Three Ring Currency Circus: China, Japan and the US

elephants

So China’s gonna zig while Japan zags and the US, umm, lags.

As I documented in my earlier post (that I wrote at 4:30 in the morning while Sweet Pea was spitting up formula on my Ralph Lauren comforter), Japan is bent on weakening the Yen in an effort to recharge its export industry.  China, on the other hand, is beginning a tightening program to chill out the real estate speculators and curb inflation.

From the New York Times:

China’s central bank raised a key interest rate slightly on Thursday for the first time in nearly five months, in what economists interpreted as the beginning of a broader move to tighten monetary policy and forestall inflation.

As any economist will tell you, China is the world heavyweight champ when it comes to currency market manipulation intervention.  Through a process of issuing large amounts of renminbi to buy US dollars/ bonds, then issuing central bank bills to claw some of the excess renminbi back, China is able to keep their currency weak which stokes the competitiveness of its exports and preserves jobs.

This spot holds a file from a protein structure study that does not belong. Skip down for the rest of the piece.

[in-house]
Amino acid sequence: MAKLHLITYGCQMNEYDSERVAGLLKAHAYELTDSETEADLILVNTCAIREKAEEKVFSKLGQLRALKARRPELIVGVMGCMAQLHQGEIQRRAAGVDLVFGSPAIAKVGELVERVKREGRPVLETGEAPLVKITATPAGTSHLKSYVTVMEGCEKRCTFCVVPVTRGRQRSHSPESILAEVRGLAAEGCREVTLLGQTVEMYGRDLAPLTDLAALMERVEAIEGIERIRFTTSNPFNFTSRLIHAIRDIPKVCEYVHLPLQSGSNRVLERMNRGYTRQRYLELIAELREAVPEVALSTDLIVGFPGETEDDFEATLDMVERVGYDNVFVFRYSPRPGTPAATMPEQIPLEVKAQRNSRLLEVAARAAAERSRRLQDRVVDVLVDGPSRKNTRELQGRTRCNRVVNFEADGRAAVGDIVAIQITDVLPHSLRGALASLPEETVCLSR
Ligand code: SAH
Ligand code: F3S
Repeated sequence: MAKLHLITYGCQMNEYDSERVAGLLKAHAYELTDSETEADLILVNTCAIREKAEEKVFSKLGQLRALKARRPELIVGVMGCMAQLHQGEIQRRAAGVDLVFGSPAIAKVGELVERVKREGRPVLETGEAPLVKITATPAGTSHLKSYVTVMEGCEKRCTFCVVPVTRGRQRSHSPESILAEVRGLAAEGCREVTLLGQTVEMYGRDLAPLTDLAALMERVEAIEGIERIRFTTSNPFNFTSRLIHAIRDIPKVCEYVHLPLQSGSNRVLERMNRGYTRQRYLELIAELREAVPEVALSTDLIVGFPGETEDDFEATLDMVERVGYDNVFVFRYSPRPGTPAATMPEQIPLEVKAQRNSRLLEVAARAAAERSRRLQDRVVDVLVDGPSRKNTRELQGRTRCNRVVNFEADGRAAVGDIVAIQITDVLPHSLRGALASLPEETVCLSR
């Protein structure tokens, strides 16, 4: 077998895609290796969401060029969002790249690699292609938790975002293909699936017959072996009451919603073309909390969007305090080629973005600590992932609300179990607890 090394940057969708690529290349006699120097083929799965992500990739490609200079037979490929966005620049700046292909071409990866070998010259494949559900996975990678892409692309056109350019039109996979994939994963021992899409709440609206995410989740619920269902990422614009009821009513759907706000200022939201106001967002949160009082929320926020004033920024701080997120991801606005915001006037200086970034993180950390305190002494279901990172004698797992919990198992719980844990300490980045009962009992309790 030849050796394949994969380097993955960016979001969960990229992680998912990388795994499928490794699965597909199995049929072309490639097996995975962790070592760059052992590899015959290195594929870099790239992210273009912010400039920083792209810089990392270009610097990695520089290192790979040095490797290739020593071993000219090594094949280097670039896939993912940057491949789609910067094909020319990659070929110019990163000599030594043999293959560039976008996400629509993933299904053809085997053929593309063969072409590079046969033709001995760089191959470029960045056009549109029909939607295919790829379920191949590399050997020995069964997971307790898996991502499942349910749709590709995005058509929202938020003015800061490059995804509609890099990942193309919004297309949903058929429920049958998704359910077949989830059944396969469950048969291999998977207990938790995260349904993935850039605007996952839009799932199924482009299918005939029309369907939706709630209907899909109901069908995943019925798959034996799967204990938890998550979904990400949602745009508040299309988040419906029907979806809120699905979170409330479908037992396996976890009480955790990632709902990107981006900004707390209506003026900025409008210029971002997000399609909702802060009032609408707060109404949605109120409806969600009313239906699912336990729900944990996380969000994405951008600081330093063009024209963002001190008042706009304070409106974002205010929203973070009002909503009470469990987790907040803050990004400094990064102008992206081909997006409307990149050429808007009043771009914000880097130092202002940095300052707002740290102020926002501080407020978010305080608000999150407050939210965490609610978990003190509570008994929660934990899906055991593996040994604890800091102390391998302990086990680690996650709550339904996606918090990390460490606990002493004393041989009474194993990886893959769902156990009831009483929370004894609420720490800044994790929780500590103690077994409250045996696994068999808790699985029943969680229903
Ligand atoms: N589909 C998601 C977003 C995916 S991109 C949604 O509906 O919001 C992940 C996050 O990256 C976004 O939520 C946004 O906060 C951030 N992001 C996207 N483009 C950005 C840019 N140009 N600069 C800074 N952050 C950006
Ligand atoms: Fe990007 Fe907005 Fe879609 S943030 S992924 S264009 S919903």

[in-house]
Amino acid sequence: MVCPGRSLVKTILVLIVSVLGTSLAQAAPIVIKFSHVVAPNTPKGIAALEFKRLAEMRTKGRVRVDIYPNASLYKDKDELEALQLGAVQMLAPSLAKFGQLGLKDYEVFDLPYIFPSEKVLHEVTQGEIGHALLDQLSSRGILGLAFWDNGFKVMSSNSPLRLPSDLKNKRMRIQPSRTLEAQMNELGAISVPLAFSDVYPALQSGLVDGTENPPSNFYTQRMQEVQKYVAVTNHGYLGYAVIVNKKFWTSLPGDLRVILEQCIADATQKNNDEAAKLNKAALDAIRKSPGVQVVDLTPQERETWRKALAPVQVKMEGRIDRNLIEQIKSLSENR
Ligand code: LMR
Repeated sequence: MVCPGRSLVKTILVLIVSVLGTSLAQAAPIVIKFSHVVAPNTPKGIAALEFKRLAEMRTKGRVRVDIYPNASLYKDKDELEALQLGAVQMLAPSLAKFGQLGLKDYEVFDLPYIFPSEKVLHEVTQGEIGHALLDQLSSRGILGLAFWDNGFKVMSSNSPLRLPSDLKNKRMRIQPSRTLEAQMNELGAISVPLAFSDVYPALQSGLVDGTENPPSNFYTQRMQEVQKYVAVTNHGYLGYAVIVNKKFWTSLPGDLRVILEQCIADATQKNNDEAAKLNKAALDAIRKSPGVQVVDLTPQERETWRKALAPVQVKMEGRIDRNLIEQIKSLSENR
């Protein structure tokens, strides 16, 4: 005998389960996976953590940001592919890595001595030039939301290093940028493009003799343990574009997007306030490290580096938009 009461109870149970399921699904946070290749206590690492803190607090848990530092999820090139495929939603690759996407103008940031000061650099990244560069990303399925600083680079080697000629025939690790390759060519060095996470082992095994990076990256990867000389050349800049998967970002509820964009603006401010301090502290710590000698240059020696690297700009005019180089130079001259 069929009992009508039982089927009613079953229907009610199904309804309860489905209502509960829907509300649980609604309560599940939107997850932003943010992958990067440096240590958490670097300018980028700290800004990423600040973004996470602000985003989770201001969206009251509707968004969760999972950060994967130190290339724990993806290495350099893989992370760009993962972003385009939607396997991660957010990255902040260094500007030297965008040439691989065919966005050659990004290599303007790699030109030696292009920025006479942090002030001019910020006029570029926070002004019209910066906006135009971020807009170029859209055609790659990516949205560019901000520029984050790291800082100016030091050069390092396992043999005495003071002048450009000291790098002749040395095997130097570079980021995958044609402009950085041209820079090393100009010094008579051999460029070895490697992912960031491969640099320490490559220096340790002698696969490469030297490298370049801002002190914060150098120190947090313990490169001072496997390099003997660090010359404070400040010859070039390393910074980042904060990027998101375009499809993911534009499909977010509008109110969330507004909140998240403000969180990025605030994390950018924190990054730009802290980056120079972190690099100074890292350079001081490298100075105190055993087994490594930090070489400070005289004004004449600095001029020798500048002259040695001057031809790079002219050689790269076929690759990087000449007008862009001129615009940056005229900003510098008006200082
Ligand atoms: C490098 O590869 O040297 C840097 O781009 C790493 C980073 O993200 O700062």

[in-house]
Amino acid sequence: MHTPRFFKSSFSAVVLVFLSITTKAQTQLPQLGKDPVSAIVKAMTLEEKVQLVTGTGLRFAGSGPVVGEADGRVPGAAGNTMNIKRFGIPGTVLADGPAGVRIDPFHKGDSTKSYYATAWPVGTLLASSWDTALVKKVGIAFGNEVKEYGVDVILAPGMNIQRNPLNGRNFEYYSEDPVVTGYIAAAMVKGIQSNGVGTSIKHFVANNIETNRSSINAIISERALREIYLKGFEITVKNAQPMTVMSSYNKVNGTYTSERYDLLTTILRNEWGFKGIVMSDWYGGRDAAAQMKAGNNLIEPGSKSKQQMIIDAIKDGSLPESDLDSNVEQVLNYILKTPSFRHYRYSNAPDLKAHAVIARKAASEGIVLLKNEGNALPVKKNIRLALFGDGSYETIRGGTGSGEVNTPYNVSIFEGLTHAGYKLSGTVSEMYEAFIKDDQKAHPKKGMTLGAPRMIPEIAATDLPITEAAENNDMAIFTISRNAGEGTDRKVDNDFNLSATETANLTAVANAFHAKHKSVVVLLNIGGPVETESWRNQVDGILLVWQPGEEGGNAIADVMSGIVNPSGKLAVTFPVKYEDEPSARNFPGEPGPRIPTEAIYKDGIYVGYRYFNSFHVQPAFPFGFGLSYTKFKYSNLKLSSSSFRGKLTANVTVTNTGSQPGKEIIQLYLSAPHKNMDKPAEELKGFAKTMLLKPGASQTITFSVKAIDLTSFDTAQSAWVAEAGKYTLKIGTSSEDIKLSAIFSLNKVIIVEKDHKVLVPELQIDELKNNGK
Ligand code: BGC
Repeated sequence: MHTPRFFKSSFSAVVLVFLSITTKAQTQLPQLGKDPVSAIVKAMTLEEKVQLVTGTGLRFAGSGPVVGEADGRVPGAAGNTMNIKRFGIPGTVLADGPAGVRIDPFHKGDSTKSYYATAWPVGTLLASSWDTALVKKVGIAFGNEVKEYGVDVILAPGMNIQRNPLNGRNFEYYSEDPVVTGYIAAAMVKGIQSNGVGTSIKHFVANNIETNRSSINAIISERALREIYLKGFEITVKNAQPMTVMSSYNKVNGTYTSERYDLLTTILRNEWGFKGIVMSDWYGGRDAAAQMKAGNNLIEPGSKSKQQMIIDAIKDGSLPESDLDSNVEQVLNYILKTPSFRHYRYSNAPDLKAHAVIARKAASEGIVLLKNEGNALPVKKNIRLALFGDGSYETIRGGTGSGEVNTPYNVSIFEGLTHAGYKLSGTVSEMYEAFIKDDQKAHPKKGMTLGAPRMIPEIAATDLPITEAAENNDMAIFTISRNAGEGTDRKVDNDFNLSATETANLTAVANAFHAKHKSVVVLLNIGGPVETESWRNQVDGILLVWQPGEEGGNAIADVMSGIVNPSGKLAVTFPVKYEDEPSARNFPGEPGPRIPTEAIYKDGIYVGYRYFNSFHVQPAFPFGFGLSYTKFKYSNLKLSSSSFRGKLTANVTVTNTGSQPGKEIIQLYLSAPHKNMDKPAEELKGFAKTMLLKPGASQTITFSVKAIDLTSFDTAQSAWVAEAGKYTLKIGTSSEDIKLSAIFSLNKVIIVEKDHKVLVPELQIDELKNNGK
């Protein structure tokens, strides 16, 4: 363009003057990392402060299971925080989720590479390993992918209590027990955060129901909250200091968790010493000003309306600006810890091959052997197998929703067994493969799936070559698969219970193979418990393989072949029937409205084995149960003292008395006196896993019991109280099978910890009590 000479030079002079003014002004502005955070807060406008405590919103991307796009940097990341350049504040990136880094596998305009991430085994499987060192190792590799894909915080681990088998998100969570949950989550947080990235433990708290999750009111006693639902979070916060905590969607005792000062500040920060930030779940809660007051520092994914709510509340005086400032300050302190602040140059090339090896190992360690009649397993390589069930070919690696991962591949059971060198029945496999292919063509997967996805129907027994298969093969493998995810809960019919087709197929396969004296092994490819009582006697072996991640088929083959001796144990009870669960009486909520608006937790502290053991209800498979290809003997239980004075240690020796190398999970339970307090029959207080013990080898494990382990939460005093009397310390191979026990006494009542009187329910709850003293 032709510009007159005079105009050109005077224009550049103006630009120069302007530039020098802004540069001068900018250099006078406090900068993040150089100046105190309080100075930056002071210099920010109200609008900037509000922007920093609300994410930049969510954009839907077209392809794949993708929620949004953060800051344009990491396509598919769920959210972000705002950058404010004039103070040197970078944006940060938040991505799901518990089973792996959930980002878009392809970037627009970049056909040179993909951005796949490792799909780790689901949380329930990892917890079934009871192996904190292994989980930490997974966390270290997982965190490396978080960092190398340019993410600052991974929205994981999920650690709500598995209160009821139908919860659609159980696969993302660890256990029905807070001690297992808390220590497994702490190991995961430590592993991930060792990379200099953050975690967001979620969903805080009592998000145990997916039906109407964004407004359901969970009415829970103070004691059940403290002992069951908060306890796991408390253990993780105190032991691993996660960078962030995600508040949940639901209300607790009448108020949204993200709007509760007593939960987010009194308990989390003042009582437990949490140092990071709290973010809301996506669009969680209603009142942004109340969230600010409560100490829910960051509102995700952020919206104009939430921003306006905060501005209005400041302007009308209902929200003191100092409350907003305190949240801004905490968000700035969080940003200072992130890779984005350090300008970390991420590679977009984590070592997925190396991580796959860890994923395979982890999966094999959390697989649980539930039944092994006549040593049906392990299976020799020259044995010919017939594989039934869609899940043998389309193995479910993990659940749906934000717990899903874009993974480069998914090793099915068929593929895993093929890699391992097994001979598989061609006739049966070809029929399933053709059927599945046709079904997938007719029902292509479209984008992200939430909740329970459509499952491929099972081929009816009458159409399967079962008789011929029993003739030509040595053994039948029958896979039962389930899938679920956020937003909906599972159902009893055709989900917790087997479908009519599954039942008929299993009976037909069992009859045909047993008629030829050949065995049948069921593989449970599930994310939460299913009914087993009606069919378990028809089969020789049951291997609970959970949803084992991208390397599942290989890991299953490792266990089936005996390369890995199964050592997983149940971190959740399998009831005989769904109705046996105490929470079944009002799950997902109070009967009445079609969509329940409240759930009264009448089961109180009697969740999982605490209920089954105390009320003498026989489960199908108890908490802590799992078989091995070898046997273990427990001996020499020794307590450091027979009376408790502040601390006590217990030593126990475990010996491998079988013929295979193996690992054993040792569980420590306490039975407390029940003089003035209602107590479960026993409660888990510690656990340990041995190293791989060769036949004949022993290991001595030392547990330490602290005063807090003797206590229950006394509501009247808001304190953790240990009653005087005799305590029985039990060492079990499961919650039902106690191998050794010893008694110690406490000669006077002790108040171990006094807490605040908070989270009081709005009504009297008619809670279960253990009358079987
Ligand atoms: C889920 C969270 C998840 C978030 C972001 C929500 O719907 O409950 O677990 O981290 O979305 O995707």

My message here is a simple one:  We are watching the greatest three ring circus in experimental economics history.

In the left ring, Japan is in Yen debasement mode under the stewardship of their 6th Finance Minister in less than 2 years.  In the right ring, China is now attempting to cool off their wildly successful stimulus program with a tightening cycle.  And not to be left out, in center stage, Bearded Ben is trapped between a not-quite-so-successful monetary stimulus plan and a mongoloid recovery that has only triumphed thus far in the juicing up of commodities, stocks and junk bonds.

Central bankers as ringleader, metals and energy prices as the strong man, China as barely-tamed lion, Japanese stuffed in the clown car and the US taxpayer as the guy who cleans up after the elephants.

Ladies and gentlemen, please refrain from flash photography during the performance.

Read also:

Japan’s New Kamikaze Central Banker (TRB)

Chinese Decision on Rates Seen as ‘Turning Point’ (NYT)

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